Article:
Loss of a major supplier is another special risk coverage that hones in on the supply chain. This protects the insured against business interruption and extra expense that would result from the loss of a major supplier while the insured establishes a suitable replacement to resume normal business operations. A supplier may end a contract if their clients insist on more generous payment terms. It’s becoming more common for businesses to ask for more than three months to pay on their invoices, squeezing suppliers financially.
Loss of services. Protects the insured against the ensuing business interruption that would result from an involuntary loss of services of a covered key person (such as a resignation, extended illness, loss of license, etc. and further coverage for legal expenses involved in employment disputes and intellectual property or non-compete disputes following the loss of services of the covered key person.
Trade disruptions is another option for coverage through a captive as the trigger initiates coverage for expenses resulting from any event or incident with causes an adverse impact on the insured’s supply chain. War, embargo, increased tariffs or trade restrictions could all be covered under this coverage.
Catastrophe-based business interruption addresses losses stemming from catastrophic events such as earthquake, tsunami, flood, hurricane, windstorm, tornado, or snowstorm. The claim trigger typically does not require a direct loss to property.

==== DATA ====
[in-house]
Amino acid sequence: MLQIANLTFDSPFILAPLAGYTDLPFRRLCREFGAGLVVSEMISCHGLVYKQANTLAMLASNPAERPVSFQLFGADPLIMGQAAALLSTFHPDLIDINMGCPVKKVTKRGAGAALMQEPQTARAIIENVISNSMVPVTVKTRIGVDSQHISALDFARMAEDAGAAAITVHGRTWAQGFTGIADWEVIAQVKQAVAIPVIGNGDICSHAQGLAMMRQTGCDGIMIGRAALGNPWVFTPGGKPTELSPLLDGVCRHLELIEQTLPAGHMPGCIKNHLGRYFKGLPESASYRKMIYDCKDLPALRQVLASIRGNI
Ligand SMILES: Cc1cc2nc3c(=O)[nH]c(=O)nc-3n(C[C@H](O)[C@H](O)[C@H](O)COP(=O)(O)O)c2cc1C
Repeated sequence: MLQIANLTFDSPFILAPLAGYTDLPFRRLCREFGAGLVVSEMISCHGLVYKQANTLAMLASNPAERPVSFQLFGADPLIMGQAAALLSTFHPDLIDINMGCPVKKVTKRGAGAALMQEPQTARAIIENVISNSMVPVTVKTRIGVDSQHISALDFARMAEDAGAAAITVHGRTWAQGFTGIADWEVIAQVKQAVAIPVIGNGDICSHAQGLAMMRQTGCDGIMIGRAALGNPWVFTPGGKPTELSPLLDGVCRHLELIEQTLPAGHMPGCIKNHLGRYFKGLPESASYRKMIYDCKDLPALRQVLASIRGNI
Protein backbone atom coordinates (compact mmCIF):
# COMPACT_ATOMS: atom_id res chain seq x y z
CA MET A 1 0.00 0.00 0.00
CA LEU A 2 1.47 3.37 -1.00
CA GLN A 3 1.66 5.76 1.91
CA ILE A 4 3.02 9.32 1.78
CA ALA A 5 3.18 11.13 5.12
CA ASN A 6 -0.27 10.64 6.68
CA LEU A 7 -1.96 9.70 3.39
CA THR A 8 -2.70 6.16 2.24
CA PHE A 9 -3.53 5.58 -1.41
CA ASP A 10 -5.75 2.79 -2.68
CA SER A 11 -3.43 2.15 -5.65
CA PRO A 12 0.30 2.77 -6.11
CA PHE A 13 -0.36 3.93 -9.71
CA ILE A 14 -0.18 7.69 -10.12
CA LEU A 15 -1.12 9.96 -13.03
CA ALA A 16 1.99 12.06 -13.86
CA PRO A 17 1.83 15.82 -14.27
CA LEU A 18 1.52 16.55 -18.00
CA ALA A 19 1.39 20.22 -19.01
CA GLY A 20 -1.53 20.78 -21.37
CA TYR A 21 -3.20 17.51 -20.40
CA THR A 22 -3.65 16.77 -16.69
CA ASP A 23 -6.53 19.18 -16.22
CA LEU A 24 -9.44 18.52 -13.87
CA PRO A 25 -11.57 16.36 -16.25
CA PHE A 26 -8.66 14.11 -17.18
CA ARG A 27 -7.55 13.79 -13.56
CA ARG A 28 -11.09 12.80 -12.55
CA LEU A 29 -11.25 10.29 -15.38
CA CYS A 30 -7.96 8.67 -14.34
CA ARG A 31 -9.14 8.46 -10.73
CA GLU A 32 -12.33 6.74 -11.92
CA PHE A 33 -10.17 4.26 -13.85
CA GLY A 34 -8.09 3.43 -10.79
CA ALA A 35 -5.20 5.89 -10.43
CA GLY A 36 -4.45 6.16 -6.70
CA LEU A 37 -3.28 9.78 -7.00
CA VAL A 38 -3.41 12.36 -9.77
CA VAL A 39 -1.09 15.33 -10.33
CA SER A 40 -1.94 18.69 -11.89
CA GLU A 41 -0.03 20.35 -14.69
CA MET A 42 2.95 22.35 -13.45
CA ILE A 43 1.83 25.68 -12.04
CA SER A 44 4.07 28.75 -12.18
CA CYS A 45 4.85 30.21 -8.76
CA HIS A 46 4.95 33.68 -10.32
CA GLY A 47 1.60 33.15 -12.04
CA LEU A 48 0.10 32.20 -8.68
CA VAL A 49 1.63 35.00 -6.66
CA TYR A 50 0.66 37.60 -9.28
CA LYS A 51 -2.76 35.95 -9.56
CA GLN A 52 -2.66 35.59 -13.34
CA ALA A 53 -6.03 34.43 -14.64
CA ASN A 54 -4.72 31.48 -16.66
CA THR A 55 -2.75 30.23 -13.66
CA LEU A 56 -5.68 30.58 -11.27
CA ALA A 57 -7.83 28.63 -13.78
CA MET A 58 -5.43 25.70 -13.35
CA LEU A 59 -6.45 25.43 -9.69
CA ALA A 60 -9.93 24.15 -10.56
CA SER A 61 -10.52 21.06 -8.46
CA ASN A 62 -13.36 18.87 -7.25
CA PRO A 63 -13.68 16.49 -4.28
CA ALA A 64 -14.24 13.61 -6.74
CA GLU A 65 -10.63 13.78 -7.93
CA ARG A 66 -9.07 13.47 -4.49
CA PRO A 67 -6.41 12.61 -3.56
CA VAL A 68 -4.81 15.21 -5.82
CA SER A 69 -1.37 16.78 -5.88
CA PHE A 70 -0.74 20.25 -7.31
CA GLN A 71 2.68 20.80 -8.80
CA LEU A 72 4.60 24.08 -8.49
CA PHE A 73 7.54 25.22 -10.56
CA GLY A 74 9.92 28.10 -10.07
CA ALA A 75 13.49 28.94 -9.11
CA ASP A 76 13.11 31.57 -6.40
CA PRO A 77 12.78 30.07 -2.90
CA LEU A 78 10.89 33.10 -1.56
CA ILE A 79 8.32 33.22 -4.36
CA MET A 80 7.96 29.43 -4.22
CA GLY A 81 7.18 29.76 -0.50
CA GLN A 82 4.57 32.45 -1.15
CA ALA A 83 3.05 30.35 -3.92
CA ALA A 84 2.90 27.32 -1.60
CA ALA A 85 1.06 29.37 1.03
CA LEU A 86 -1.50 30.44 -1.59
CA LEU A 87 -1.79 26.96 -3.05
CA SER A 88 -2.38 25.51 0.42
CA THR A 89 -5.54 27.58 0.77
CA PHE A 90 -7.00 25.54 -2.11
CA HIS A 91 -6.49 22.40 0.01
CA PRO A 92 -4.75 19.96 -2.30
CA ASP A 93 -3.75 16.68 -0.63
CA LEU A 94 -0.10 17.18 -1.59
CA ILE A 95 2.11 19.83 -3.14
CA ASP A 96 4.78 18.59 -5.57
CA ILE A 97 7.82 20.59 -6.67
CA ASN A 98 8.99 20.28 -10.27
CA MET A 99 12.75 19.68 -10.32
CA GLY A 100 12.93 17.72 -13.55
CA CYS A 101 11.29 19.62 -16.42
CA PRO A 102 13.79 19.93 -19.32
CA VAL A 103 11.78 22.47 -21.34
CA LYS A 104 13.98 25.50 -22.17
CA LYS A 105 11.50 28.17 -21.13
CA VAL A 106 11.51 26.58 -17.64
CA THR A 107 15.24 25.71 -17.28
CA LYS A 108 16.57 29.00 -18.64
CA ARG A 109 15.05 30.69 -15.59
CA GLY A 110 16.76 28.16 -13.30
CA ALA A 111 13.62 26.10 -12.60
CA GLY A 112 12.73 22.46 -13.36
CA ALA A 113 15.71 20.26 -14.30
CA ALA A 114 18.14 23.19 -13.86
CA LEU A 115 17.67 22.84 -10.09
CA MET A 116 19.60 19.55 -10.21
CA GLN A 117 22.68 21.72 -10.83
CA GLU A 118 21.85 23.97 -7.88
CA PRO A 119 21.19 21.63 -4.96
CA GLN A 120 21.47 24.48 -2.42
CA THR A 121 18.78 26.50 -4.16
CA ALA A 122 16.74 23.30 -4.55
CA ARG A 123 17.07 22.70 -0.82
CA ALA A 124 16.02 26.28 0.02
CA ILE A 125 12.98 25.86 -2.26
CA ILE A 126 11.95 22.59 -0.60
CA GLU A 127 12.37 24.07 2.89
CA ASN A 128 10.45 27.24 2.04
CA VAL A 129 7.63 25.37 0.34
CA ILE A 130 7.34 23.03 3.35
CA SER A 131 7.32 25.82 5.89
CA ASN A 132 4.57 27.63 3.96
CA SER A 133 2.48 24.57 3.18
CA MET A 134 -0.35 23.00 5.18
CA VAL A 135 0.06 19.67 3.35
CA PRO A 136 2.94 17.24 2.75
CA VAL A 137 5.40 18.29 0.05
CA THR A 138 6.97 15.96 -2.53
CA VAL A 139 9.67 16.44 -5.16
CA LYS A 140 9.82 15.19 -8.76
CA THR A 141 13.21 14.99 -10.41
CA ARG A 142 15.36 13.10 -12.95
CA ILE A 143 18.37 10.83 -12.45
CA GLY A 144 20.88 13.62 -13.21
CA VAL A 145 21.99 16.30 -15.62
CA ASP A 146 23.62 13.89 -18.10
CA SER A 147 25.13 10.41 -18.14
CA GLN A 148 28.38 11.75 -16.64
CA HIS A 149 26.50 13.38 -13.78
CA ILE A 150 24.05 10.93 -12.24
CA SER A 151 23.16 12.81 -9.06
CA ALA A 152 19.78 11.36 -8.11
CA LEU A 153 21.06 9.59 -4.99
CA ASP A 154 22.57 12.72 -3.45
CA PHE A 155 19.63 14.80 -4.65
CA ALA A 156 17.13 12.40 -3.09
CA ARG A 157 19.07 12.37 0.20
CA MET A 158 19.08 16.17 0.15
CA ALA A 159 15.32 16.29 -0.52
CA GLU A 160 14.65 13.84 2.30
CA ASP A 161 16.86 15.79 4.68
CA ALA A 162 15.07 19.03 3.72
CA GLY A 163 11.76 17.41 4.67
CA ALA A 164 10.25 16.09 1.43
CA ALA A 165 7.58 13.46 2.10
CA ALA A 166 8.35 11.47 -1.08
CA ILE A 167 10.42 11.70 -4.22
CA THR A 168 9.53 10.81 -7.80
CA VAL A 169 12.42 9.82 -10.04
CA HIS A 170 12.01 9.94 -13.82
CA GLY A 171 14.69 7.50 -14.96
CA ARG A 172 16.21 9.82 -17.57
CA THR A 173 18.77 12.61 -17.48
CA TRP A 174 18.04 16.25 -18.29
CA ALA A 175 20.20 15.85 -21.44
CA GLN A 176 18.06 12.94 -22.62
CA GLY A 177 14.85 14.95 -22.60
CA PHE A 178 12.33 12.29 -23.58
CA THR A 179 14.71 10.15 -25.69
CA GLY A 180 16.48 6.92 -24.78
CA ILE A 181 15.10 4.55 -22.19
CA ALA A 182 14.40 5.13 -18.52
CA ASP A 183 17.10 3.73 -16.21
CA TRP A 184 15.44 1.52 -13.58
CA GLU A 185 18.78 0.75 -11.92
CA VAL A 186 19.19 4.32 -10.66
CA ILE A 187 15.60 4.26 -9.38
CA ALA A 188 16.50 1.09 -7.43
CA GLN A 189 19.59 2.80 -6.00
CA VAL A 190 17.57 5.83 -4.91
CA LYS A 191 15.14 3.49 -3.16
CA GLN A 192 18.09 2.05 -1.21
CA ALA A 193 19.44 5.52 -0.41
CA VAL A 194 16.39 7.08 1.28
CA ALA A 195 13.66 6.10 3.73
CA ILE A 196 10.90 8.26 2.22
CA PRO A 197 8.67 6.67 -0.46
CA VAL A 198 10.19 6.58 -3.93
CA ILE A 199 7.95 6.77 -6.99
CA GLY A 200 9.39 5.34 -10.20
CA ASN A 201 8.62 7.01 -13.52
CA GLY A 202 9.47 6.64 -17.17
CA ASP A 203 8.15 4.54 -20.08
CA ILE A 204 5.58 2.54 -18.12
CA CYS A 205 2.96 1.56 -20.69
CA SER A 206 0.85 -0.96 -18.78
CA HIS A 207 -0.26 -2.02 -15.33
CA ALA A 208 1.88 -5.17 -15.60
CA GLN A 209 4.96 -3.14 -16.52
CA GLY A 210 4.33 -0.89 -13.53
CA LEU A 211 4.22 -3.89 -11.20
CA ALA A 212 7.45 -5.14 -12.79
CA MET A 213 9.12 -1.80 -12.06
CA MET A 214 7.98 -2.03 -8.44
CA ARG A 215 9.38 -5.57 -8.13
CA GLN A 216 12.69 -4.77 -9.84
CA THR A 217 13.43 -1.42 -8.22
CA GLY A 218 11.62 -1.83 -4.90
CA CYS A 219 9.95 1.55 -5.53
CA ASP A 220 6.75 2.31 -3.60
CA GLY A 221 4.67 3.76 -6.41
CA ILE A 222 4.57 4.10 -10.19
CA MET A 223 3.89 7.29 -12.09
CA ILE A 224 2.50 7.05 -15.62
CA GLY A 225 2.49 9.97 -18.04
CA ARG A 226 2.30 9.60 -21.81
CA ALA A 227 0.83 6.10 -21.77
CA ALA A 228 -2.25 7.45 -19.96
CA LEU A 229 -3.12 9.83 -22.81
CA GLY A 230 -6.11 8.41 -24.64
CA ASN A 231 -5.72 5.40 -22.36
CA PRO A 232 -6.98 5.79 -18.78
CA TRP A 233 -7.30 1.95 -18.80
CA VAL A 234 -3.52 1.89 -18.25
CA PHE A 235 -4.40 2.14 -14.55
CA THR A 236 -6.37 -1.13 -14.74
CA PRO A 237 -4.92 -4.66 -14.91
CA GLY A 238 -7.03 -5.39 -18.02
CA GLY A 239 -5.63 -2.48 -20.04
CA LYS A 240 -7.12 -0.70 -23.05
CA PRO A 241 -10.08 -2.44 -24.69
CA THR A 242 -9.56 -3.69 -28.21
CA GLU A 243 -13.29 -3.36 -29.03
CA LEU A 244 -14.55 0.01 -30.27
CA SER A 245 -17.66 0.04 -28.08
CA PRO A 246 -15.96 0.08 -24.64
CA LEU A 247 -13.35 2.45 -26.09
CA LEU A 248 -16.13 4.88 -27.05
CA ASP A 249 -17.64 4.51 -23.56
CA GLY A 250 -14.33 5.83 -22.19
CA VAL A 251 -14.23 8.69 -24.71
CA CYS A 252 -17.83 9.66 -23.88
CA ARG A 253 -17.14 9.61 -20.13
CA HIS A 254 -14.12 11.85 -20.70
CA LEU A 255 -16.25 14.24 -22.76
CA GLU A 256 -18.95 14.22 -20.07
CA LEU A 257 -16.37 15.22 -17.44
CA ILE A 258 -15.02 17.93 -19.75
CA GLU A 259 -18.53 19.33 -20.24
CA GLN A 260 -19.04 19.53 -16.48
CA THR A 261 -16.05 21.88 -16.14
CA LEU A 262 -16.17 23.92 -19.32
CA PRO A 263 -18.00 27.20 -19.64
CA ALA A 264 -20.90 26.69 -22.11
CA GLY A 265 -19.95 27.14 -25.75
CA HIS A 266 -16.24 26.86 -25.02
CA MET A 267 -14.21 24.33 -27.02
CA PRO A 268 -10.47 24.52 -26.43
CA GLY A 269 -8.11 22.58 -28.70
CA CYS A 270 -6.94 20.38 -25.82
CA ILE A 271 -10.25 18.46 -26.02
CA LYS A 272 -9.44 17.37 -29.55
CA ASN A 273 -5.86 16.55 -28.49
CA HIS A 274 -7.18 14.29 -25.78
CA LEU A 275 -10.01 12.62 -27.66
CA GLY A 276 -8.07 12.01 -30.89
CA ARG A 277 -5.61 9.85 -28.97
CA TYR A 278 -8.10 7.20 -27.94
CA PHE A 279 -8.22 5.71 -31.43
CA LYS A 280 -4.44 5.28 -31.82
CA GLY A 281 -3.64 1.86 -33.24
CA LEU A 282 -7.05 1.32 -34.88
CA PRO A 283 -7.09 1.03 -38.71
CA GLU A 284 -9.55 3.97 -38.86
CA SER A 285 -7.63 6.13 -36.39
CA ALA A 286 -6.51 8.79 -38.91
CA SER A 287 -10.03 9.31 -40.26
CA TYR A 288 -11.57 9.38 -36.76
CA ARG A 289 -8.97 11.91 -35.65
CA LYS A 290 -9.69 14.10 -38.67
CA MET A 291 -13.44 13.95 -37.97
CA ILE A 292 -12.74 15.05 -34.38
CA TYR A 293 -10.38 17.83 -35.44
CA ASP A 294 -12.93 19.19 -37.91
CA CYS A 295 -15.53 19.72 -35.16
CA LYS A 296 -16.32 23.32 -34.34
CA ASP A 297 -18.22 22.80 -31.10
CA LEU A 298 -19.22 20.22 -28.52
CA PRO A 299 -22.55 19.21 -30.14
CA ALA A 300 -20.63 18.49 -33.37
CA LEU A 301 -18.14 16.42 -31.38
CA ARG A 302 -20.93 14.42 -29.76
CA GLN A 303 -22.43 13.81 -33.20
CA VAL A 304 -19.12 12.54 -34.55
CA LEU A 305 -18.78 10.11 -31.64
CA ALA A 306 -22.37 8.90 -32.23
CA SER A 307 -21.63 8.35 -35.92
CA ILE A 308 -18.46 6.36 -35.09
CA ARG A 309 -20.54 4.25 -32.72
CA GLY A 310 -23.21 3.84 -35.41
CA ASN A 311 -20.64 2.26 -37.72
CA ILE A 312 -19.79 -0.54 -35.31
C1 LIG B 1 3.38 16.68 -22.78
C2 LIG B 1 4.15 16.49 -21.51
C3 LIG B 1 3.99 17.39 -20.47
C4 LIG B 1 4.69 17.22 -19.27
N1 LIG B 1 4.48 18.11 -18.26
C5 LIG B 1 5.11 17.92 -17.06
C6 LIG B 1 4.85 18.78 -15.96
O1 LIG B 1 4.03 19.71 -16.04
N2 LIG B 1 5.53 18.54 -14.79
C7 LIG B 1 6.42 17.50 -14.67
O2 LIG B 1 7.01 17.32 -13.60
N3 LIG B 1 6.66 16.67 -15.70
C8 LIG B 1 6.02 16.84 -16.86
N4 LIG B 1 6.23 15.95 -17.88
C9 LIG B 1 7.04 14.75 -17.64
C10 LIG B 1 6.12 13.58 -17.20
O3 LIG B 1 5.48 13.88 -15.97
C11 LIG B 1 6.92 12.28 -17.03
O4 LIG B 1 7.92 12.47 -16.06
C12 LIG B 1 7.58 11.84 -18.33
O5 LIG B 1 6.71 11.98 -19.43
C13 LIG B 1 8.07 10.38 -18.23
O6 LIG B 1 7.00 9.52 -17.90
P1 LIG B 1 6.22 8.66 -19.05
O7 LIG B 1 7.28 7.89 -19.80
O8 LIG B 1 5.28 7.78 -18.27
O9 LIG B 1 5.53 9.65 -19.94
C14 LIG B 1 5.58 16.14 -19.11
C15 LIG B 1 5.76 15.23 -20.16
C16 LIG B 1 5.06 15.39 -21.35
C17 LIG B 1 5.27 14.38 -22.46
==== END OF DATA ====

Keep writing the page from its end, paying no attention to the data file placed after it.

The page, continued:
Taking Charge with Smart Planning
Logistical planning can help alleviate stalled or stopped operations are a direct result of breakdown in the supply chain. Businesses that are insured via a captive can offset losses stemming from business interruption while strengthening the integrity of their operations.
Captive insurance arrangements provide owners of closely-held businesses with comprehensive risk coverage as well as planning benefits, unseen with other risk management programs. Unlike “self-insurance,” which refers to monies set aside for funding losses, captives are actual insurance companies, regulated by the domiciles (or jurisdictions) they’re created in. Under favorable loss conditions, business owners may be able to secure loans through the captive, or make use of dividends. Additionally, premiums paid to the captives (under Internal Revenue Code 831(b)) are made on a tax-deductible basis.
The integrity of the supply chain relies on a potent cocktail of redundancy, smart contract negotiations with suppliers and distributors, and a sound risk management plan, should losses occur. By putting supportive measures in place and planning ahead, businesses in the private sector can remain functional and profitable, despite any breakdown in the supply chain.
To learn more about business interruption coverages by way of the formation of a captive insurance company, call Capstone at WEB_TEL or fill out the form on the top right.